• Oppositional defiant disorder (ODD) is a childhood behavioural problem characterised by constant disobedience and hostility.
  • The quality of parenting seems to be an important factor in the development of ODD.
  • Treatment options include parent management training and family therapy.
Oppositional defiant disorder (ODD) is a childhood behavioural problem characterised by constant disobedience and hostility. Around one in 10 children under the age of 12 years are thought to have ODD, with boys outnumbering girls by two to one.

ODD is one of a group of behavioural disorders known collectively as disruptive behaviour disorders, which include conduct disorder (CD) and attention deficit hyperactivity disorder (ADHD).

Early intervention and treatment is important, since children with untreated ODD may continue to be difficult and antisocial into their adult years. This can impact on their relationships, career prospects and quality of life. Some children with ODD will develop the more serious conduct disorder (CD), which is characterised by aggressive law-breaking and violent behaviours.

Characteristics of ODD

ODD behaviours usually surface when the child is at primary school, but the disorder can be found in children as young as three years of age.

A child with ODD may:
  • Become easily angered, annoyed or irritated
  • Have frequent temper tantrums
  • Argue frequently with adults, particularly the most familiar adults in their lives such as parents
  • Refuse to obey rules
  • Seem to deliberately try to annoy or aggravate others
  • Have low self-esteem
  • Have a low frustration threshold
  • Seek to blame others for any accidents or bad behaviour.

Link to conduct disorder

Without intervention and treatment, some children with ODD progress to develop conduct disorder (CD), which is characterised by aggressive and delinquent behaviours including:
  • Lying
  • Being sadistic or cruel to animals and people
  • Physically or sexually abusing others
  • Law-breaking behaviours such as deliberately lighting fires, vandalism or stealing.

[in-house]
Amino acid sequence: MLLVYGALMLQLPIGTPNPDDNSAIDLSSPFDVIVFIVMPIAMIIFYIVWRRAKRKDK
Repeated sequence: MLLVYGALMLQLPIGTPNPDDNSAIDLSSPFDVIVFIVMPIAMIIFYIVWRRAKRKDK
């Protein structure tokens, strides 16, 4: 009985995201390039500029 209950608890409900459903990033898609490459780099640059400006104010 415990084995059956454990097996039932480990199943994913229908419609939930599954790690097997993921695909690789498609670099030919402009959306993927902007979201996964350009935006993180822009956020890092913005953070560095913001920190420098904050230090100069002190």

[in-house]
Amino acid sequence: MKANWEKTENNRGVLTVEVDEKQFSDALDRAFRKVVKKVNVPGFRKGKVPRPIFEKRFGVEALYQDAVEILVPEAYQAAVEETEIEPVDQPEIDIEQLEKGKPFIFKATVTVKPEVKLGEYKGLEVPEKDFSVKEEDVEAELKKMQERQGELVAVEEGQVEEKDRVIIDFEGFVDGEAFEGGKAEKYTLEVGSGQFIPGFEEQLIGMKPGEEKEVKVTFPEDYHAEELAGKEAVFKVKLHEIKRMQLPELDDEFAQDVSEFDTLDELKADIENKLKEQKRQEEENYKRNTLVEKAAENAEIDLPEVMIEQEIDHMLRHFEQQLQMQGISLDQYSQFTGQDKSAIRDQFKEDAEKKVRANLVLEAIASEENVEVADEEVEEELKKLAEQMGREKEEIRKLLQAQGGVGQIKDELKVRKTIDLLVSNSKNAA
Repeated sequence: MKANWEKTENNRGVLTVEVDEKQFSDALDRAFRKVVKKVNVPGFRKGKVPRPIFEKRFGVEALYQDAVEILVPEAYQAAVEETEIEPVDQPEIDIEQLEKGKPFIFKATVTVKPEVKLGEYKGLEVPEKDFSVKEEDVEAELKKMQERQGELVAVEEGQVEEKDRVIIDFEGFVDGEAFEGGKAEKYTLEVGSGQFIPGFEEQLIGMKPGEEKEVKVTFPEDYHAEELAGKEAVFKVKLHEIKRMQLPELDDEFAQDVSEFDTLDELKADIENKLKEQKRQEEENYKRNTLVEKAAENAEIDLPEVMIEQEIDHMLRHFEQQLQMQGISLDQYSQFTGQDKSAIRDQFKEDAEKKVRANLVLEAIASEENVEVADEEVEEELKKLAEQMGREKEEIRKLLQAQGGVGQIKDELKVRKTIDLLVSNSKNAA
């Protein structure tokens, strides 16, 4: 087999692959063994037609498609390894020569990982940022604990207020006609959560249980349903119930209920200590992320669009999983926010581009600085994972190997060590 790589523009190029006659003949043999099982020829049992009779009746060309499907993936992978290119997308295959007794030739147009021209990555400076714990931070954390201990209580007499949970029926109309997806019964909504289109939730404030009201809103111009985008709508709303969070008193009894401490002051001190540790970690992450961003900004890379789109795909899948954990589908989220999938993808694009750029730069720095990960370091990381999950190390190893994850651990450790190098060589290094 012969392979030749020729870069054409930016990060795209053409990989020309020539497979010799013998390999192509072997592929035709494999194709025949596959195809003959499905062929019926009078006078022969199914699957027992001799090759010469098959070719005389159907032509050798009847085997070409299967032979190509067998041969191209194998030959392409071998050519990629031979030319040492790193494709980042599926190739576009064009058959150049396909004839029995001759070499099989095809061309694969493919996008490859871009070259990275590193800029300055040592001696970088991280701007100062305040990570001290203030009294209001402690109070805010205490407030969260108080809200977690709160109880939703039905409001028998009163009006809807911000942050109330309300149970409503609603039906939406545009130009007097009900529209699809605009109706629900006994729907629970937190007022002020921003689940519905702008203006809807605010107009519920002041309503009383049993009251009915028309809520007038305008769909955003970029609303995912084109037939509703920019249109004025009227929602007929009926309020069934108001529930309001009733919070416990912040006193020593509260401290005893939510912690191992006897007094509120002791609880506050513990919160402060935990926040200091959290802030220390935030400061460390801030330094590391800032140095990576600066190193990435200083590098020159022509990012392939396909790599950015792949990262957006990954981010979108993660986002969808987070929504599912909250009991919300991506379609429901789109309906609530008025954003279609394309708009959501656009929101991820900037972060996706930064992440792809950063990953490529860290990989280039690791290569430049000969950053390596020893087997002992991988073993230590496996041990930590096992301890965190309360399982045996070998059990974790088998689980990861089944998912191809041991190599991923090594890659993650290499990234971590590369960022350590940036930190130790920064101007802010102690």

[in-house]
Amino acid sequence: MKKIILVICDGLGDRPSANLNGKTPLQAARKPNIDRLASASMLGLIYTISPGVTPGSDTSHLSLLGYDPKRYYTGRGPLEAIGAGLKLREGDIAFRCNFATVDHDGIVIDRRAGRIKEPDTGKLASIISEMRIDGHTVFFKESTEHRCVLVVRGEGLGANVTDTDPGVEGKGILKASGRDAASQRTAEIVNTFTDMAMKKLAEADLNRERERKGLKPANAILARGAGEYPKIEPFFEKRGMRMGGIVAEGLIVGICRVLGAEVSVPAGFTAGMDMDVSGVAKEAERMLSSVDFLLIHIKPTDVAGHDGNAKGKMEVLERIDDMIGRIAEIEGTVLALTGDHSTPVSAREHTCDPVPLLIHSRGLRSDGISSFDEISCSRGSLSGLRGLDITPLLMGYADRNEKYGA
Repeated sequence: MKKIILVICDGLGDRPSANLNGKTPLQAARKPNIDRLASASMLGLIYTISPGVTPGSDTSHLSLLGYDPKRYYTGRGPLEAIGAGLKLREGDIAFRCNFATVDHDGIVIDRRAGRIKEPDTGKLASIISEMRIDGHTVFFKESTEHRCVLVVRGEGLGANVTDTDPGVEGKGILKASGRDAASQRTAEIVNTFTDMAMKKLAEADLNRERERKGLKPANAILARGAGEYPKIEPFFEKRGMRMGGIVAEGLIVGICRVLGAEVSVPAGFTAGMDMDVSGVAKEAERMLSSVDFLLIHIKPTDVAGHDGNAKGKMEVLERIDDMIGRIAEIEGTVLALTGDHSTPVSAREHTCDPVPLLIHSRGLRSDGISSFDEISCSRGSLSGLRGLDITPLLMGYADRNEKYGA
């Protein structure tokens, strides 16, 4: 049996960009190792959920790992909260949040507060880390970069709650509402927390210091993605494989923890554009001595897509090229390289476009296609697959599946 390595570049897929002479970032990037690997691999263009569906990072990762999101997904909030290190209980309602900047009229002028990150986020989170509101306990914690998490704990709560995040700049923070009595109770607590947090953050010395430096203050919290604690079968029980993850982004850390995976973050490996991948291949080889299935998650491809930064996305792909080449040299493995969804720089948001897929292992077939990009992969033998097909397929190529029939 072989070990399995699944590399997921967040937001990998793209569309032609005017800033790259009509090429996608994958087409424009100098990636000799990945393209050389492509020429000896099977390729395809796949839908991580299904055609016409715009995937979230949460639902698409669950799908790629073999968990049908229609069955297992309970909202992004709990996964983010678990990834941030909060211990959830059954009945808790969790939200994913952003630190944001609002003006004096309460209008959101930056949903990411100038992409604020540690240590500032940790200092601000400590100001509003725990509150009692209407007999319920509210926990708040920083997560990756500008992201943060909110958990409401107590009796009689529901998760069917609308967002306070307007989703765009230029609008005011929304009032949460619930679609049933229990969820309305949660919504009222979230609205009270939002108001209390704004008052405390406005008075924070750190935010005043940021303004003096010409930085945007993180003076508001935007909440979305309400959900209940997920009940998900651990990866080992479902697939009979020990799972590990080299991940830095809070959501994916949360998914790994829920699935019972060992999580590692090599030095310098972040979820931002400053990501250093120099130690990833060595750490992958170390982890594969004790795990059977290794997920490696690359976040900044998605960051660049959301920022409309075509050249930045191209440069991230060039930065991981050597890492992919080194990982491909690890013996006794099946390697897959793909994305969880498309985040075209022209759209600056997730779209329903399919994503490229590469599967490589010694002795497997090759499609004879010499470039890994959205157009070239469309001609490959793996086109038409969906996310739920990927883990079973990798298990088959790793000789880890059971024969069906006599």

Family life and ODD

The cause of disruptive behaviour disorders is unknown, but the quality of the child’s family life seems to be an important factor in the development of ODD. Some studies have found that certain environmental factors in the family increase the risk of disruptive behaviour disorders. These include:
  • Poor parenting skills (inadequate supervision, harsh or inconsistent discipline, rejection)
  • Marital conflict
  • Domestic violence
  • Physical abuse
  • Sexual abuse
  • Neglect
  • Poverty
  • Substance misuse by parents or carers.

Diagnosis of ODD

ODD is professionally diagnosed by a child psychologist, child psychiatrist or paediatrician specialising in behavioural disorders. Diagnosis involves detailed interviews with the child (if they are old enough), parents and teachers, and comparing the child’s behaviour with the checklist for ODD contained in the Diagnostic and Statistical Manual of Mental Disorders from the American Psychiatric Association.

Treatment of ODD

Treatment options for ODD may include:
  • Parental training – to help the parents better manage and interact with their child, including behavioural techniques that reinforce good behaviour and discourage bad behaviour. This is the primary form of treatment and the most effective. Social support is increased if the parents are trained in groups with other parents who have children with ODD
  • Functional family therapy – to teach all family members to communicate and problem-solve more effectively
  • Consistency of care – all carers of the child (including parents, grandparents, teachers, child care workers and so on) need to be consistent in the way they behave towards and manage the child.

Where to get help

  • Sattler, JM & Hodge, RD 2006, Assessment of Children: Behavioural, Social, and clinical foundations (5th edition). Jerome M. Sattler, San Diego.

More information

Behavioural conditions

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This page has been produced in consultation with and approved by: La Trobe University - School of Psychological Science

Last updated: August 2014

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